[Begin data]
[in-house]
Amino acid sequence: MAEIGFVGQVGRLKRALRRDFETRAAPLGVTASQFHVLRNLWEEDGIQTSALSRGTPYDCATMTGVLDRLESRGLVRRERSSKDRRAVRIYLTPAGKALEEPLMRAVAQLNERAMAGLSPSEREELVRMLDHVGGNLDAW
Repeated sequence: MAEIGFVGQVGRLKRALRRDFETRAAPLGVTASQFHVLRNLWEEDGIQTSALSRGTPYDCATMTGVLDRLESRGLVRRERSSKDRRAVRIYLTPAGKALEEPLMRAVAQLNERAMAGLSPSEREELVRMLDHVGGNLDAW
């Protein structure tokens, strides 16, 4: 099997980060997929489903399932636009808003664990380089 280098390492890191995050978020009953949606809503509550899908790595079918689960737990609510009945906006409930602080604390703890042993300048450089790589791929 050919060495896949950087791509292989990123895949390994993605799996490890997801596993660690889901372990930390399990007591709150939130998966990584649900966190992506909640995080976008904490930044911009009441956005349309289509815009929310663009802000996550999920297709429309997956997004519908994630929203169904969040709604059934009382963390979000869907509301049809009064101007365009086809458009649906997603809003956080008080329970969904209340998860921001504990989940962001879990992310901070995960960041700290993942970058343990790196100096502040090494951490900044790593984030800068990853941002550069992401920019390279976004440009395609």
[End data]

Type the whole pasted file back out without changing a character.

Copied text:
[in-house]
Amino acid sequence: MAEIGFVGQVGRLKRALRRDFETRAAPLGVTASQFHVLRNLWEEDGIQTSALSRGTPYDCATMTGVLDRLESRGLVRRERSSKDRRAVRIYLTPAGKALEEPLMRAVAQLNERAMAGLSPSEREELVRMLDHVGGNLDAW
Repeated sequence: MAEIGFVGQVGRLKRALRRDFETRAAPLGVTASQFHVLRNLWEEDGIQTSALSRGTPYDCATMTGVLDRLESRGLVRRERSSKDRRAVRIYLTPAGKALEEPLMRAVAQLNERAMAGLSPSEREELVRMLDHVGGNLDAW
């Protein structure tokens, strides 16, 4: 099997980060997929489903399932636009808003664990380089 280098390492890191995050978020009953949606809503509550899908790595079918689960737990609510009945906006409930602080604390703890042993300048450089790589791929 050919060495896949950087791509292989990123895949390994993605799996490890997801596993660690889901372990930390399990007591709150939130998966990584649900966190992506909640995080976008904490930044911009009441956005349309289509815009929310663009802000996550999920297709429309997956997004519908994630929203169904969040709604059934009382963390979000869907509301049809009064101007365009086809458009649906997603809003956080008080329970969904209340998860921001504990989940962001879990992310901070995960960041700290993942970058343990790196100096502040090494951490900044790593984030800068990853941002550069992401920019390279976004440009395609």